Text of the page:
But our story doesn’t end there. As you may recall, airlines may now be fined for such behavior, but there’s a catch: the rule applies to domestic flights. A Virgin spokesman said that because they are a UK-flagged carrier they are not subject to U.S. laws. If that is indeed the correct logic, and that you’d receive the protection with a US carrier, then Virgin is encouraging you not to fly their airline. Go figure.
Take the OfCourseImRight Poll
Before Apple released the iPhone it irked me that the pace of technology for cell phones lagged at an incredibly slow pace, the user interfaces were crap, and the deal between cell phone providers and service providers seemed to completely leave the consumer out of the value chain.
Apple changed all of that by going “over the top”, picking a winner in each market, but limiting what deal those winners would get. That was great, and really stuck it to SPs (who got rich anyway). They’re trying to do the same thing with the iPad, but in the meantime Apple has changed the accepted development model for businesses.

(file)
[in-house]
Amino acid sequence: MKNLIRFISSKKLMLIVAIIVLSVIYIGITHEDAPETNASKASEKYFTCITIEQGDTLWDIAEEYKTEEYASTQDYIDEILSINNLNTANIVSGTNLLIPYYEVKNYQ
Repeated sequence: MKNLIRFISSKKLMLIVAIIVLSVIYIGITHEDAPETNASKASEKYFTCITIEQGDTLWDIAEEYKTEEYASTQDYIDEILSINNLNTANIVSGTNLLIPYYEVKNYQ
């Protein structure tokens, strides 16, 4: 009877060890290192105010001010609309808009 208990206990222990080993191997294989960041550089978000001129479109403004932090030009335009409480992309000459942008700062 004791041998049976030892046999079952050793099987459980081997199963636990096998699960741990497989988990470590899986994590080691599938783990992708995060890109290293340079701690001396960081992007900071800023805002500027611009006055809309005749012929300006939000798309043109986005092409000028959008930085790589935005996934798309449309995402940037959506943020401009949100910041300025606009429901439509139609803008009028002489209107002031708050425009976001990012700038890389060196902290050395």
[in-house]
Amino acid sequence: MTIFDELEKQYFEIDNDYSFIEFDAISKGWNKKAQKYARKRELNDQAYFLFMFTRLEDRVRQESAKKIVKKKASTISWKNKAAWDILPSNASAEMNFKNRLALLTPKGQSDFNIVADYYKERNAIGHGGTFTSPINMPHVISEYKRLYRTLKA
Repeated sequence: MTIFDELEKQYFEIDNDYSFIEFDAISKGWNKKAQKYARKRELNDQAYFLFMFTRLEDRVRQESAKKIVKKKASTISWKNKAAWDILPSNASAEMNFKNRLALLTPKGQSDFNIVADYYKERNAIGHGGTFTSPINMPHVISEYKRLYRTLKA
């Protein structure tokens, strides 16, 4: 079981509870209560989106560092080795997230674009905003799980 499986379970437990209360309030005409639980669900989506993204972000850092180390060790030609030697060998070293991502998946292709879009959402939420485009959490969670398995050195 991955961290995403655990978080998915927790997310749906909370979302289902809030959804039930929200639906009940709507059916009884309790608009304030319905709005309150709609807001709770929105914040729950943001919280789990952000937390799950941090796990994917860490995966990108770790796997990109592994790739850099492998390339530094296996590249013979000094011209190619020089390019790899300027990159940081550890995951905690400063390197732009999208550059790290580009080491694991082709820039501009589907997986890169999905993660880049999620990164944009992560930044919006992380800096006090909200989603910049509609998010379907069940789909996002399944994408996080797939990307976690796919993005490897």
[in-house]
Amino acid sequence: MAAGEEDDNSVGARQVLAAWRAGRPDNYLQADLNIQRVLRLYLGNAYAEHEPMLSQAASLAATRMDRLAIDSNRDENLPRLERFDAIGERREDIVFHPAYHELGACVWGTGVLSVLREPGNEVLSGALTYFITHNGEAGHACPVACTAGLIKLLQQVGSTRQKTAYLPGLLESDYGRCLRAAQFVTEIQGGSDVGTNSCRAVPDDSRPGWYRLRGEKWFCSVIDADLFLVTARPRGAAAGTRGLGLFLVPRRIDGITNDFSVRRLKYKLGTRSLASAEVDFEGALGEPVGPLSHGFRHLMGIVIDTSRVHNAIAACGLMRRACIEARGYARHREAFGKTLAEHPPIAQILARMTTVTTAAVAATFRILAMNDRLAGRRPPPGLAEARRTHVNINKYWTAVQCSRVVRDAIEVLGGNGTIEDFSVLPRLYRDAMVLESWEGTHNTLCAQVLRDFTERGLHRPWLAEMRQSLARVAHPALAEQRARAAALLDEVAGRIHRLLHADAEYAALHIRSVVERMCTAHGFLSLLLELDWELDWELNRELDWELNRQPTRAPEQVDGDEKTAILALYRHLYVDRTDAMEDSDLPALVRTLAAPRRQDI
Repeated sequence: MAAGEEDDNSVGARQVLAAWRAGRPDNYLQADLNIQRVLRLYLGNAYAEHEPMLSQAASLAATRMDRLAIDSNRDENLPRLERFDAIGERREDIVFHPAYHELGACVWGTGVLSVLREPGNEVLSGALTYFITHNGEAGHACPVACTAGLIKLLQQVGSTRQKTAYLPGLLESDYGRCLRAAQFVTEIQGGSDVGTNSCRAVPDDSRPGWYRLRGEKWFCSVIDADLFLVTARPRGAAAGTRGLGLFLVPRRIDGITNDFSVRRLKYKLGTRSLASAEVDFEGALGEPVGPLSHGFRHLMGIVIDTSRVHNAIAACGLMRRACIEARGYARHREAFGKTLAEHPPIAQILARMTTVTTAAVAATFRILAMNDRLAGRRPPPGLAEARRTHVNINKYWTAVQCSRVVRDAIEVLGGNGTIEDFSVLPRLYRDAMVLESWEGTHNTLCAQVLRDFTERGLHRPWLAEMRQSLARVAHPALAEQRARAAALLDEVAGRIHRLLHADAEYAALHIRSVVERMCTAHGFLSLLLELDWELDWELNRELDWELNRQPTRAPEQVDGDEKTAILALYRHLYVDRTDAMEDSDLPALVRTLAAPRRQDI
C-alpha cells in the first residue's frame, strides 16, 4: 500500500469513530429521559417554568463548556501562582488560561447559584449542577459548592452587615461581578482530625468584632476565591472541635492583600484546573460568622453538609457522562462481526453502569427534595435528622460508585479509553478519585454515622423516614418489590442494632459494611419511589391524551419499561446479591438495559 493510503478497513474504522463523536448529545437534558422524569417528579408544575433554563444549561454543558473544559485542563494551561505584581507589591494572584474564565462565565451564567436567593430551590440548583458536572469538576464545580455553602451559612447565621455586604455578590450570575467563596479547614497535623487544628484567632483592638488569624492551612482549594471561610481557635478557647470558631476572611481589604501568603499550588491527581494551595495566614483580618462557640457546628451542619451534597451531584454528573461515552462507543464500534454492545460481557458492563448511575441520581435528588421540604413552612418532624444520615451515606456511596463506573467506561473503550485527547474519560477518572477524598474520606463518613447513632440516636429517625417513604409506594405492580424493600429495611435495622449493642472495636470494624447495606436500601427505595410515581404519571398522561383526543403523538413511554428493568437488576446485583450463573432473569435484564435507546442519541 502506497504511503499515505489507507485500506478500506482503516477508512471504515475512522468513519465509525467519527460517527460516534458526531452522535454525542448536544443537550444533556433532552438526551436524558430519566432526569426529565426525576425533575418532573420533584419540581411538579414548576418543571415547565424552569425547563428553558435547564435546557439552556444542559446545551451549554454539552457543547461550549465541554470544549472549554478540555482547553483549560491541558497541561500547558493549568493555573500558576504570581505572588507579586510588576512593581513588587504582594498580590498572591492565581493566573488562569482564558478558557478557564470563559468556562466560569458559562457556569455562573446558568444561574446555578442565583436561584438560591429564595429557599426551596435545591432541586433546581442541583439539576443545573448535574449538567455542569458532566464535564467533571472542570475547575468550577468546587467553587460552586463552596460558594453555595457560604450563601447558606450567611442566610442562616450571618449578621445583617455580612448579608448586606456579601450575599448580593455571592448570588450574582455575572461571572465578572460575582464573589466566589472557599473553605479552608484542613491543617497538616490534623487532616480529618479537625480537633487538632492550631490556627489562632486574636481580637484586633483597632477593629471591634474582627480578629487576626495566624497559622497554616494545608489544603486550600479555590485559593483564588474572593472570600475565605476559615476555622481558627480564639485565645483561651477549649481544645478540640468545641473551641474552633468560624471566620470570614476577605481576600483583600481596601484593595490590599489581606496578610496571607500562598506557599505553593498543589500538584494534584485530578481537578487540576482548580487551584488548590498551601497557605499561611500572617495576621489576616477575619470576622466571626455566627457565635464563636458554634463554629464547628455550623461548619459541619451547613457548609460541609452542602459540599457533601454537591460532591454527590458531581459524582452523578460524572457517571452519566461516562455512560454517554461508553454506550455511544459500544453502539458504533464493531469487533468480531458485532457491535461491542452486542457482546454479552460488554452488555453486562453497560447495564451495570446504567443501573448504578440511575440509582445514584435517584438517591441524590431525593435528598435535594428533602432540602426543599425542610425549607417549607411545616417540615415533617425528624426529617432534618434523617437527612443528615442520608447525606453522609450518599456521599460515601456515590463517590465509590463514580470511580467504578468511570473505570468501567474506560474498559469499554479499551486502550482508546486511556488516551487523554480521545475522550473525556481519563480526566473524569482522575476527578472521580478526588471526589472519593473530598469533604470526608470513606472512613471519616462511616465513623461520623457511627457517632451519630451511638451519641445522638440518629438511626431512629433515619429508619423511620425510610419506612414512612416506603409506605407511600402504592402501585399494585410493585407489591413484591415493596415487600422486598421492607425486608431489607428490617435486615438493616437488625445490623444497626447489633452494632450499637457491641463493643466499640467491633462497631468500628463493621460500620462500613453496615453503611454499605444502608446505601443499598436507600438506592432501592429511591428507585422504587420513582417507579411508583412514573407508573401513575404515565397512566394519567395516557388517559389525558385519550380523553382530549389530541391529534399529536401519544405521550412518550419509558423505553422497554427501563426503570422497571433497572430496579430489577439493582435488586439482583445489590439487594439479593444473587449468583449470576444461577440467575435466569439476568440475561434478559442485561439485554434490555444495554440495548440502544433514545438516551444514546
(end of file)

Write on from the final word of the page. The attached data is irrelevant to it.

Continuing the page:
It used to be that you needed rich web connectivity, and that was good enough. Now you have to have an Apple app in order to reach all of those customers who love their iPhones. Good examples of this include Facebook, Airlines, and even that dinosaur who is responsible for Formula 1 promotion, Bernie Ecclestone. Yes, even F1 has an app.
Here’s the problem: many of the Apps are nothing more than shells for garbage that companies want to shovel at you, and they don’t want others using “their data”. A perfect example is American Express, who requires an app in order to view flight reservations. THERE ALREADY ARE MANY SUCH APPS. One of them is your calendar program. One thing you might want to do is download reservation information into your calendar. But American Express‘ travel web site GetThere.Com won’t let you do it. You have to download their app.
And GetThere is getting sneakier, as they no longer send many corporate travelers a full reservation in email, but instead simply send a pointer to their web page. Why are they doing this? Because they don’t want others like TripIt to capitalize on “their” (really your) information.
And so there seems to be no incentive for these bad players to be good players in an iPhone world, in spite of the fact that there are perfectly capable standards and programs and libraries to deal with much of stuff that’s being exchanged. What can be done to change that?